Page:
28 Feb 2018

Angry Optimism and Our Liquid Future

Submitted by Kimon

2017 came to an end, and with it the usual retrospectives looking at the year's best publications -- and Kim Stanley Robinson's latest, New York 2140, was in many "best of" lists! Adam Roberts in his best of SF&F of 2017, Jonathan Strahan & Gary K. Wolfe on their best of350.org climate activist Bill McKibben also mentioned it as an important read for our times.

As of today, New York 2140 is also available in paperback!

Also, as reported by Locus, Kim Stanley Robinson won the Arthur C. Clarke Foundation’s Imagination in Service to Society Award for 2017! He was recognized at a ceremony during the Unleash Imagination – Shape the Future conference in December at George Washington University, Washington DC. The award was presented by Sheldon Brown, visual arts professor at UC San Diego and Clarke Foundation director.

In his visit to Barcelona last March, Stan participated in the exhibition "After the End of the World" by providing the introduction -- this is the video above. The exhibition at CCCB in Barcelona runs 25 October 2017 to 25 April 2018. 

Its curator José Luis de Vicente conducted an excellent interview with Stan: "Angry Optimism in a Drowned World". Stan goes over the ideas spanning his entire career, for instance how terraforming Mars in his Mars trilogy was a precursor to discussing the Anthropocene in the 2010s, and what the Anthropocene implies for how we run our socio-political system on this finite Earth, and the role of the arts in imagining all that. Some selected extracts:

The idea would be that not only do you have a multigenerational project of building a new world, but obviously the human civilization occupying it would also be new. And culturally and politically, it would be an achievement that would have no reason to stick with old forms from the history of Earth. It’s a multigenerational project, somewhat like building these cathedrals in Europe where no generation expects to end the job. By the time the job is near completion, the civilization operating it will be different to the one that began the project. [...] “This [Anthropocene] is when humanity began to impact things as much as volcanos or earthquakes.” So it’s a sci-fi story being told in contemporary culture as one way to define what we are doing now.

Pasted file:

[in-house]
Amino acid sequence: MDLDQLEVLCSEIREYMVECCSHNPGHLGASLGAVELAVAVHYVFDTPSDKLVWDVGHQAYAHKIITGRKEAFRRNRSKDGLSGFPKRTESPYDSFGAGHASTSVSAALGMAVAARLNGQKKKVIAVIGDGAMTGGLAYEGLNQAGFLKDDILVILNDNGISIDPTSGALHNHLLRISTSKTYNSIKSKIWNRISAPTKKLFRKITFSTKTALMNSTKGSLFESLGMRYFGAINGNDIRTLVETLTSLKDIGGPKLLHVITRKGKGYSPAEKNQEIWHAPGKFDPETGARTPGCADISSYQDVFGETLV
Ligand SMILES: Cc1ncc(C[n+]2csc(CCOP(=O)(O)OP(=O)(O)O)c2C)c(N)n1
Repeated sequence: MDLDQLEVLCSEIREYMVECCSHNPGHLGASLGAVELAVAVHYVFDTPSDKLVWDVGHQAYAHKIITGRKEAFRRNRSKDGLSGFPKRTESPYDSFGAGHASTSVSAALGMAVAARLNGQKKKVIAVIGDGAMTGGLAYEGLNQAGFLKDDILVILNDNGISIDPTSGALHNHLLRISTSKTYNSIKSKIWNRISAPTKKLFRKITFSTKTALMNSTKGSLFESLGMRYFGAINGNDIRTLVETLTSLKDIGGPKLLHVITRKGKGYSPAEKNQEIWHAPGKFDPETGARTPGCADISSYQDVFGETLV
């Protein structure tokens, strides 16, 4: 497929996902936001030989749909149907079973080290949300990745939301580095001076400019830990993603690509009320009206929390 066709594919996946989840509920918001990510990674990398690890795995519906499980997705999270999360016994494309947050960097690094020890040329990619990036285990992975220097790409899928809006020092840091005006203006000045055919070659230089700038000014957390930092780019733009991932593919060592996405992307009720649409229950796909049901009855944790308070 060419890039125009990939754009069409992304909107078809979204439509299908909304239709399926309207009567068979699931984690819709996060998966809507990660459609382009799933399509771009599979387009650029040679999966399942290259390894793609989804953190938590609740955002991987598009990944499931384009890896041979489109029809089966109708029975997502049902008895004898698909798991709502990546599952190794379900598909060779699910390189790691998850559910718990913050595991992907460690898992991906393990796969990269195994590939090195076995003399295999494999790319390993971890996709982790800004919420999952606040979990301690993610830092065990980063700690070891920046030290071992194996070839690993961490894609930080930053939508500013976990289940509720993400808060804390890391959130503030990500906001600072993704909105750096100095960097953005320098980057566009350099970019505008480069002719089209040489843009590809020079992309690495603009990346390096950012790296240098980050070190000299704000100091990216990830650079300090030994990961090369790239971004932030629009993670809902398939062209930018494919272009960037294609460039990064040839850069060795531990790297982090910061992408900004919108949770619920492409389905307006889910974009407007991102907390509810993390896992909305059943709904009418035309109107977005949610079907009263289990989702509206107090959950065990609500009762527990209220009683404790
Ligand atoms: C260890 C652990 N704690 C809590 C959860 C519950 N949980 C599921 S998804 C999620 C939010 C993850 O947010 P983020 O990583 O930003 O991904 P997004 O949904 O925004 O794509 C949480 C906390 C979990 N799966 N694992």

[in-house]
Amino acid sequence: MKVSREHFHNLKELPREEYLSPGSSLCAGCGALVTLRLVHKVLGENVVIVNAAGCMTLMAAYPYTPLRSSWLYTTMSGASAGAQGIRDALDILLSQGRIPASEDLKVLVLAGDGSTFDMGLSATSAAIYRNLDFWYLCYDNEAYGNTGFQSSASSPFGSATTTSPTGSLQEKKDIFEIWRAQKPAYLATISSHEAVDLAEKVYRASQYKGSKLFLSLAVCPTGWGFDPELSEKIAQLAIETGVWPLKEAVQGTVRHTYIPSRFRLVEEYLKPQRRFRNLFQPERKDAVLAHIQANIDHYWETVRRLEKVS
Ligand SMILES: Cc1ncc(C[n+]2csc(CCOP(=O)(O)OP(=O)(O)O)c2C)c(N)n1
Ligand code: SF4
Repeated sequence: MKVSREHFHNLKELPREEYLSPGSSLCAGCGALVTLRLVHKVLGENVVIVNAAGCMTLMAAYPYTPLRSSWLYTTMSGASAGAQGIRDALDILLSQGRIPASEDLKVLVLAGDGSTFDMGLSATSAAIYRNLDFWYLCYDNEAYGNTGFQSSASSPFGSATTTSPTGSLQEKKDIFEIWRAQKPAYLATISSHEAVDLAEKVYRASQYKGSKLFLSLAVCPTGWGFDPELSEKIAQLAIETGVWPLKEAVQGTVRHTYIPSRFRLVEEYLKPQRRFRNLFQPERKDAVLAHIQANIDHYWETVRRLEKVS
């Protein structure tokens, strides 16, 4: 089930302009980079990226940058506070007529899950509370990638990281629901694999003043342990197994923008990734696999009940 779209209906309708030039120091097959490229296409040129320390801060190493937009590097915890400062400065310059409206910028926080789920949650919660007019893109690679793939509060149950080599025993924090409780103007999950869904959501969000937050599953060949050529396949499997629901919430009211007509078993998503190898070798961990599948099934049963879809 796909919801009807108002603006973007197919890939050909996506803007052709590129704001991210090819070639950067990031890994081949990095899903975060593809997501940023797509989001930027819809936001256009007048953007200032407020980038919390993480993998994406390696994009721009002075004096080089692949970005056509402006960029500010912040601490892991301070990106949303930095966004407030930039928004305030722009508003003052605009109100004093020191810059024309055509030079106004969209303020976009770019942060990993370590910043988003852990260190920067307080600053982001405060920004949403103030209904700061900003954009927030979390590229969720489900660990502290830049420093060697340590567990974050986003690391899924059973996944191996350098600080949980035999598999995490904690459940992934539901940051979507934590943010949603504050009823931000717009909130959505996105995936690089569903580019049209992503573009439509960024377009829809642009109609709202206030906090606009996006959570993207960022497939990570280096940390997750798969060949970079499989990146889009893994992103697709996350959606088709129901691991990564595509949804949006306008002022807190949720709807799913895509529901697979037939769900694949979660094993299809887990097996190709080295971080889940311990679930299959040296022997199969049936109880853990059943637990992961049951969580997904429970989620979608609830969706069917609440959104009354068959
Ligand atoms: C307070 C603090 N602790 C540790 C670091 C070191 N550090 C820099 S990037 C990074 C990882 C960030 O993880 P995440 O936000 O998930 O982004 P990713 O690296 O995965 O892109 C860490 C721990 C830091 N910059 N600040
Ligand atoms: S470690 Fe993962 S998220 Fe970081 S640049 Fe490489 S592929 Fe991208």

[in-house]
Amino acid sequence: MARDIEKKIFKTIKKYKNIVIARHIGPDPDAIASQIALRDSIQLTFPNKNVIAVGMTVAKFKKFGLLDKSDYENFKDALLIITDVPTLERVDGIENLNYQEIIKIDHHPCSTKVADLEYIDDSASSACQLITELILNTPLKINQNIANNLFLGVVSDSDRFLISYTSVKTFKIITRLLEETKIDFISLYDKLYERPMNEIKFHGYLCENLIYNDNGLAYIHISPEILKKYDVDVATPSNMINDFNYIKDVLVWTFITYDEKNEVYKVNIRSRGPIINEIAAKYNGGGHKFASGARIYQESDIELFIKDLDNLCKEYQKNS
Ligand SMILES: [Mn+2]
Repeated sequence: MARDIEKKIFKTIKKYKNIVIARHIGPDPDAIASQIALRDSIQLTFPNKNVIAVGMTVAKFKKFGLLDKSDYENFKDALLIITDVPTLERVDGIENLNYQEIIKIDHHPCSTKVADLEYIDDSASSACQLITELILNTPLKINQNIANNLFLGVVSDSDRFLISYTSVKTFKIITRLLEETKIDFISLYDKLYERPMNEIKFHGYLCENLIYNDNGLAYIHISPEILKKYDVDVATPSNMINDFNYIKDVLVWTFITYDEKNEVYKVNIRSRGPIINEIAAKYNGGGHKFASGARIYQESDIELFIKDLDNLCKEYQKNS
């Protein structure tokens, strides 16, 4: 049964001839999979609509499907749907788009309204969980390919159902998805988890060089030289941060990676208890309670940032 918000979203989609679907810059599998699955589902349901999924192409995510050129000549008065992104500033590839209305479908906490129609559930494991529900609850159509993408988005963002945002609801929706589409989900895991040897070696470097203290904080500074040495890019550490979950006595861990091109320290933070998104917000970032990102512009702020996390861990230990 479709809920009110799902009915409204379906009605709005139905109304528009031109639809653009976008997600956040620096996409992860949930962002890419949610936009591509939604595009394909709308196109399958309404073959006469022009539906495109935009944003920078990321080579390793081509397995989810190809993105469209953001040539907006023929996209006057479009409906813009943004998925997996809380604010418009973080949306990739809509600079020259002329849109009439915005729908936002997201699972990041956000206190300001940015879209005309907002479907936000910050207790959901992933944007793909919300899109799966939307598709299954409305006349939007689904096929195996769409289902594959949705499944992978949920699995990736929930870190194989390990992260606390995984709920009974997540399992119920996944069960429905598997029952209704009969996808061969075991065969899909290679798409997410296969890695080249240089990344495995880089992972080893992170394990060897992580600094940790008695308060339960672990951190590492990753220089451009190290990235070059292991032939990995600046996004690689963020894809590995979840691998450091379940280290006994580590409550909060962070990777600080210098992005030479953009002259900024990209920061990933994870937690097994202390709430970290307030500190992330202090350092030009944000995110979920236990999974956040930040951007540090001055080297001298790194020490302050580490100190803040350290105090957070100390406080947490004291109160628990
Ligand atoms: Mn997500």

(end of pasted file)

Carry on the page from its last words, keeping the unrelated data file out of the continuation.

[Decarbonizing the economy] Humans need to be paid for that work because it’s a rather massive project. [...] the highest rate of return, so that if it’s a 7% return to invest in vacation homes on the coast of Spain, and it’s only a 6% rate of return to build a new clean power plant out in the empty highlands of Spain, the available capital of this planet will send that money and investment and human work into vacation homes on the coast of Spain rather than the power plants. [...] So, If Spain were to do a certain amount for its country, but was sacrificing relative to international capital or to other countries, then it would be losing the battle for competitive advantage in the capitalist system.

You can´t have permanent growth. [...] The Anthropocene is that moment in which capitalist expansion can no longer expand, and you get a crush of the biophysical system – that’s climate change – and then you get a crush of the political economy because, if you’ve got a system that demands permanent growth, capital accumulation and profit and you can’t do it anymore, you get a crisis that can’t be solved by the next expansion.

This is what bothers me in economics; its blind adherence to the capitalist moment even when it is so destructive. Enormous amounts of intellectual energy are going into the pseudo-quantitative legal analysis of an already-existing system that’s destructive. Well, this is not good enough anymore because it’s wrecking the biophysical infrastructure.